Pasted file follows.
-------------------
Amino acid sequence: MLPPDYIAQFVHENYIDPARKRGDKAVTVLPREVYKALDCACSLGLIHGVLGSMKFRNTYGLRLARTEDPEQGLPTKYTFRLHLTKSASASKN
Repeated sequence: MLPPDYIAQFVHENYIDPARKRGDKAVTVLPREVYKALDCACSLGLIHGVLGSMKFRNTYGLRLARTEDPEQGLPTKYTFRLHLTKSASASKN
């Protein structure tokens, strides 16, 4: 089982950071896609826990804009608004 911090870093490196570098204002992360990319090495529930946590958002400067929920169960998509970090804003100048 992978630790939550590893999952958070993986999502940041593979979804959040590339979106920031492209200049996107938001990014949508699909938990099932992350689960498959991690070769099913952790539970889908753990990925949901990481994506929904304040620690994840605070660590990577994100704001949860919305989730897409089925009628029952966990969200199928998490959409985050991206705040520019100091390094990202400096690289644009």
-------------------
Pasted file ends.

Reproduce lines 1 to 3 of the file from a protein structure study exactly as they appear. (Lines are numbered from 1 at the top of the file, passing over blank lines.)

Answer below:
Amino acid sequence: MLPPDYIAQFVHENYIDPARKRGDKAVTVLPREVYKALDCACSLGLIHGVLGSMKFRNTYGLRLARTEDPEQGLPTKYTFRLHLTKSASASKN
Repeated sequence: MLPPDYIAQFVHENYIDPARKRGDKAVTVLPREVYKALDCACSLGLIHGVLGSMKFRNTYGLRLARTEDPEQGLPTKYTFRLHLTKSASASKN
């Protein structure tokens, strides 16, 4: 089982950071896609826990804009608004 911090870093490196570098204002992360990319090495529930946590958002400067929920169960998509970090804003100048 992978630790939550590893999952958070993986999502940041593979979804959040590339979106920031492209200049996107938001990014949508699909938990099932992350689960498959991690070769099913952790539970889908753990990925949901990481994506929904304040620690994840605070660590990577994100704001949860919305989730897409089925009628029952966990969200199928998490959409985050991206705040520019100091390094990202400096690289644009």